UPDATE: Received two negative swab results from tests conducted on March 24 and March 26. Released from governmental quarantine on March 30. Here I am, in bed with CoronavirusOn March 22, I received news that I tested positive for COVID-19. I am going to share my experience in as much detail as I can, in [...]
Covid-19 is an extremely urgent crisis. Climate change is an extremely important one. What is the difference? And how do we approach and learn from them?
El cambio climático es una amenaza real para la cadena de suministro de café colombiano. Hay más de 300,000 caficultores en Colombia cuyos medios de vida se ven amenazados por un clima cada vez más caótico, y adicional a eso, el sector cafetero en Colombia proporciona empleo a más de 2 millones de personas. Llevamos a cabo una investigación con una comunidad en particular, los caficultores de Colombia, para comprender cómo conceptualizan el cambio climático y cómo comunican sus experiencias con él desde su perspectiva y en sus propias palabras.
Climate change is a real threat to the Colombian coffee supply chain. There are more than 300,000 coffee farmers in Colombia whose livelihoods are being threatened by an increasingly chaotic climate, and the coffee sector in Colombia provides jobs for over 2 million people. We conducted research with coffee farmers in Colombia to understand how they conceptualize climate change and how they communicate their experiences with it from their perspective and in their own words.
Two violent civil wars in Liberia killed a quarter million people between 1989 and 2003 and destroyed the West African country’s economy. A massive influx of foreign aid followed that turmoil, ushering in a period of relative peace and stability. According to the World Bank’s database, total aid fell from an all-time high in 2010 of US$359 per capita to about $130 in 2013. Having lost so much foreign support, Liberia’s economy is struggling.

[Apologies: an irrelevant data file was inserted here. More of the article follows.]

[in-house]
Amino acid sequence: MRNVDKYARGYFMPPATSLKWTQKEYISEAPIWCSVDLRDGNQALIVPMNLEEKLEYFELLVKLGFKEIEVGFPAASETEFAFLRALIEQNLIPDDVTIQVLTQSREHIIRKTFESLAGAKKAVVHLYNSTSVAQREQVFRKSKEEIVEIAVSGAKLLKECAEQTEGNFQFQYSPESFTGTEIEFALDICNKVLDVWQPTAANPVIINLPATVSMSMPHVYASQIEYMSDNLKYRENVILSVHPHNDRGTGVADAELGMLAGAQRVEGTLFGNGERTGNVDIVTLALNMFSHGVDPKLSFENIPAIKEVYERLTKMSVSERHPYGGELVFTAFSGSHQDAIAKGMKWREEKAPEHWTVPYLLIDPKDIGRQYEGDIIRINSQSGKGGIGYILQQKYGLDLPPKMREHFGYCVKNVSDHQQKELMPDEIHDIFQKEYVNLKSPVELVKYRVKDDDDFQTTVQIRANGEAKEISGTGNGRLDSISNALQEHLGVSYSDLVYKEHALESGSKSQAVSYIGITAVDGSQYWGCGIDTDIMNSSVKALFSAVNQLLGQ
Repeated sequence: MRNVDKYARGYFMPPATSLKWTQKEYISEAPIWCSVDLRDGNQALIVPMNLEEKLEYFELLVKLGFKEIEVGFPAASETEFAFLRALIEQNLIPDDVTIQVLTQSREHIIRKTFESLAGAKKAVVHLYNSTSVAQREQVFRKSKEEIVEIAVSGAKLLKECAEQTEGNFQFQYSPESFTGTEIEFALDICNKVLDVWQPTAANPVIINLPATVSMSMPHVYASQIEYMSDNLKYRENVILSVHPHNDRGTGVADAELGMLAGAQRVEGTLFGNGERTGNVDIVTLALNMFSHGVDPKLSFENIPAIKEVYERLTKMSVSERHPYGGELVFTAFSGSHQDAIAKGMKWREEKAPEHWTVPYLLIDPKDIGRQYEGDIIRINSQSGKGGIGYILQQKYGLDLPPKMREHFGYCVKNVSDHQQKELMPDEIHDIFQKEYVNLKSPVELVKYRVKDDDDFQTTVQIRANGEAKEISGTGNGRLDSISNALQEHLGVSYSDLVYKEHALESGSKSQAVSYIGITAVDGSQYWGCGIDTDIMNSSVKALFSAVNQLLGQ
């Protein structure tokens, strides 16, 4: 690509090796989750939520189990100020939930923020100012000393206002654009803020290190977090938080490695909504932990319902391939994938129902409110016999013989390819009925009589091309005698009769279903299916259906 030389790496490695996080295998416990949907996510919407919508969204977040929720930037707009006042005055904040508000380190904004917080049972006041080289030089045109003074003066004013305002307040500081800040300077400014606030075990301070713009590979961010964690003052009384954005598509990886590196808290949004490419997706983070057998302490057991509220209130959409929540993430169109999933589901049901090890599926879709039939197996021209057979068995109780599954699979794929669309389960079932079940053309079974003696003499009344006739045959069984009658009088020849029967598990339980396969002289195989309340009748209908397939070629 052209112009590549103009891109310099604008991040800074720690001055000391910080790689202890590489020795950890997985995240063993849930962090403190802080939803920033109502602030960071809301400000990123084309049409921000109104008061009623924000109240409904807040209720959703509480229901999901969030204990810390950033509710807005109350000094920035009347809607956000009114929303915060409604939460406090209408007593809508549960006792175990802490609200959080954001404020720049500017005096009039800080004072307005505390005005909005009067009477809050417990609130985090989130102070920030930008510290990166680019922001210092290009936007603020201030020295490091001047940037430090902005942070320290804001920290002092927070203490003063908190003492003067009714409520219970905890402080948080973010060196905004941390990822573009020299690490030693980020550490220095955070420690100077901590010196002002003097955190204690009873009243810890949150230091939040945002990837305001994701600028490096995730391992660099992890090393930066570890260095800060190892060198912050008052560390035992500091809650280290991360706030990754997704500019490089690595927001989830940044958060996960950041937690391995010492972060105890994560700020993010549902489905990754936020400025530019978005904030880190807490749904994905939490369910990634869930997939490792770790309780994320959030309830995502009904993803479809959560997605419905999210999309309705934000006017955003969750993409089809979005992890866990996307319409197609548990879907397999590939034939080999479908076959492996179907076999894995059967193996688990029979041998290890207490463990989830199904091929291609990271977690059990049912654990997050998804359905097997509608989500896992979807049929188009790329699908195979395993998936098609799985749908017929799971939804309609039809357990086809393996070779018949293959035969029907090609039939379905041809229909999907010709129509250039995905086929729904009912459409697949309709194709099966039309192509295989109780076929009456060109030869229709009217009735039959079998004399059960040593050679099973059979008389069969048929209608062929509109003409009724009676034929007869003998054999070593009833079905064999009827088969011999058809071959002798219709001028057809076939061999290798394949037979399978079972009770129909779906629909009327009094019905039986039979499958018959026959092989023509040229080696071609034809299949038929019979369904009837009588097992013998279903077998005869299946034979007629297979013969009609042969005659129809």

Purdue University held a symposium on the national security challenges posed by rapid advances in technology and smart systems. In conjunction, the Purdue Policy Research Institute held an essay competition in the spirit of the symposium: What if AI waged war?
Many people email me who want a career in science communication. This is awesome. But I can't write a super long response to each because I don't have the time. I feel guilty. This career choice should be resoundingly supported. So I am compiling all my science communication career advice here.
Edited volumes, or anthologies, are very popular in research and academia. Several experts each contribute a chapter on their topic to form one book on a particular subject. An editor, or editors, oversees and manages the process. From January 2016 to May 2018, I went through the process of co-editing (with my colleague Ken Foster) How to Feed the World, which united 17 researchers’ contributions in one book. This was the first book I edited, and I learnt a lot from this process
If all the knowledge in the world were represented by a giant cake, then we might say a researcher specializes in one teeny tiny crumb of that cake. It's hard to communicate why a tiny crumb matters. Generally speaking, researchers make two mistakes. First, they immediately go into the technical details of their crumb and it confuses everyone and makes them bored. Or second, they claim that without their crumb, the whole goldarned cake wouldn't exist and their crumb is single-handedly responsible for the magnificence of this baked good. Neither of these approaches is a good strategy.
We all want to be smart about our news. The catch is that no one is teaching you how to do that. Avoiding fake news (news that IS NOT true and exists solely to trick you into believing something that is wrong), clickbait (media that is outrageous just so you'll click on it and they'll get add revenues) and understanding biased sources is incredibly important. I made this video to show you how to become media savvy and check your news sources when scrolling through social media or looking something up online.